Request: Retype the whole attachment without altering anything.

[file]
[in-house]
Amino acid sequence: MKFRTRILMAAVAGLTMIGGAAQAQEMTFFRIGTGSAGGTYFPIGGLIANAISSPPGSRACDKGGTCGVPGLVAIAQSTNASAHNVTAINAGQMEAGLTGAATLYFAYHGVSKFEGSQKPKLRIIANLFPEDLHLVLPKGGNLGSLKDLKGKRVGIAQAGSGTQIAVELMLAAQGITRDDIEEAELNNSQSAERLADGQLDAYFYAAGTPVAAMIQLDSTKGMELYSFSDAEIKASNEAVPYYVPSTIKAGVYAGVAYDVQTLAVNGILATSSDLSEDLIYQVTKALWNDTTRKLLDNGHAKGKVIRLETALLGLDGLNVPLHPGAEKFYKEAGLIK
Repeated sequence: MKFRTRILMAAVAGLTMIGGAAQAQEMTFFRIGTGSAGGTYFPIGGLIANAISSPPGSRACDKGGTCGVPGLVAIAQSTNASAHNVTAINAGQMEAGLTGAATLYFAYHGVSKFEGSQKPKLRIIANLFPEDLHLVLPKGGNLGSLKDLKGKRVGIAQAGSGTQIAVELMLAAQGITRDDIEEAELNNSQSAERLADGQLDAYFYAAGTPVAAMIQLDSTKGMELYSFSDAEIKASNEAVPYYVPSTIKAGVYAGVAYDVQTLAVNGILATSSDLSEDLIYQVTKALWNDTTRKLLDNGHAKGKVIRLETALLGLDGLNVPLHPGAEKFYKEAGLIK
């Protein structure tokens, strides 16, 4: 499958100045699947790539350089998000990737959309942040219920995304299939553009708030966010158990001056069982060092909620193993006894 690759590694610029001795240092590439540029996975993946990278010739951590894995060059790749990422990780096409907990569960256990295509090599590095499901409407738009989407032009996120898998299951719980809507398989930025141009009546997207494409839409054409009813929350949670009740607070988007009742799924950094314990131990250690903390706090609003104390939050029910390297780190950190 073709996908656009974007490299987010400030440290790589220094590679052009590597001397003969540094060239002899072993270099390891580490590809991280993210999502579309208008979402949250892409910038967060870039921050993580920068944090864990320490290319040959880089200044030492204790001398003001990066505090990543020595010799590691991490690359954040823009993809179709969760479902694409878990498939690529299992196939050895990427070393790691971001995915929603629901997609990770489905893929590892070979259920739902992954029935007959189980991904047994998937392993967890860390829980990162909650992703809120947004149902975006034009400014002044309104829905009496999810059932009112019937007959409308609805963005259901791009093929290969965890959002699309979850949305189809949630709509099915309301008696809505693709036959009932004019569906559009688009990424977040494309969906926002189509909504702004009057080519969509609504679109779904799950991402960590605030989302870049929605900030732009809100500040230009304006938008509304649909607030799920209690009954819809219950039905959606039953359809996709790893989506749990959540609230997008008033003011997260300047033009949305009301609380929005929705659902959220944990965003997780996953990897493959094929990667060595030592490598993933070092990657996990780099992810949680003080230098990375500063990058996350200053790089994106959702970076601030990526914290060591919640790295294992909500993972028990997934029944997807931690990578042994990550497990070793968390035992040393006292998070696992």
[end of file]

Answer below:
[in-house]
Amino acid sequence: MKFRTRILMAAVAGLTMIGGAAQAQEMTFFRIGTGSAGGTYFPIGGLIANAISSPPGSRACDKGGTCGVPGLVAIAQSTNASAHNVTAINAGQMEAGLTGAATLYFAYHGVSKFEGSQKPKLRIIANLFPEDLHLVLPKGGNLGSLKDLKGKRVGIAQAGSGTQIAVELMLAAQGITRDDIEEAELNNSQSAERLADGQLDAYFYAAGTPVAAMIQLDSTKGMELYSFSDAEIKASNEAVPYYVPSTIKAGVYAGVAYDVQTLAVNGILATSSDLSEDLIYQVTKALWNDTTRKLLDNGHAKGKVIRLETALLGLDGLNVPLHPGAEKFYKEAGLIK
Repeated sequence: MKFRTRILMAAVAGLTMIGGAAQAQEMTFFRIGTGSAGGTYFPIGGLIANAISSPPGSRACDKGGTCGVPGLVAIAQSTNASAHNVTAINAGQMEAGLTGAATLYFAYHGVSKFEGSQKPKLRIIANLFPEDLHLVLPKGGNLGSLKDLKGKRVGIAQAGSGTQIAVELMLAAQGITRDDIEEAELNNSQSAERLADGQLDAYFYAAGTPVAAMIQLDSTKGMELYSFSDAEIKASNEAVPYYVPSTIKAGVYAGVAYDVQTLAVNGILATSSDLSEDLIYQVTKALWNDTTRKLLDNGHAKGKVIRLETALLGLDGLNVPLHPGAEKFYKEAGLIK
């Protein structure tokens, strides 16, 4: 499958100045699947790539350089998000990737959309942040219920995304299939553009708030966010158990001056069982060092909620193993006894 690759590694610029001795240092590439540029996975993946990278010739951590894995060059790749990422990780096409907990569960256990295509090599590095499901409407738009989407032009996120898998299951719980809507398989930025141009009546997207494409839409054409009813929350949670009740607070988007009742799924950094314990131990250690903390706090609003104390939050029910390297780190950190 073709996908656009974007490299987010400030440290790589220094590679052009590597001397003969540094060239002899072993270099390891580490590809991280993210999502579309208008979402949250892409910038967060870039921050993580920068944090864990320490290319040959880089200044030492204790001398003001990066505090990543020595010799590691991490690359954040823009993809179709969760479902694409878990498939690529299992196939050895990427070393790691971001995915929603629901997609990770489905893929590892070979259920739902992954029935007959189980991904047994998937392993967890860390829980990162909650992703809120947004149902975006034009400014002044309104829905009496999810059932009112019937007959409308609805963005259901791009093929290969965890959002699309979850949305189809949630709509099915309301008696809505693709036959009932004019569906559009688009990424977040494309969906926002189509909504702004009057080519969509609504679109779904799950991402960590605030989302870049929605900030732009809100500040230009304006938008509304649909607030799920209690009954819809219950039905959606039953359809996709790893989506749990959540609230997008008033003011997260300047033009949305009301609380929005929705659902959220944990965003997780996953990897493959094929990667060595030592490598993933070092990657996990780099992810949680003080230098990375500063990058996350200053790089994106959702970076601030990526914290060591919640790295294992909500993972028990997934029944997807931690990578042994990550497990070793968390035992040393006292998070696992």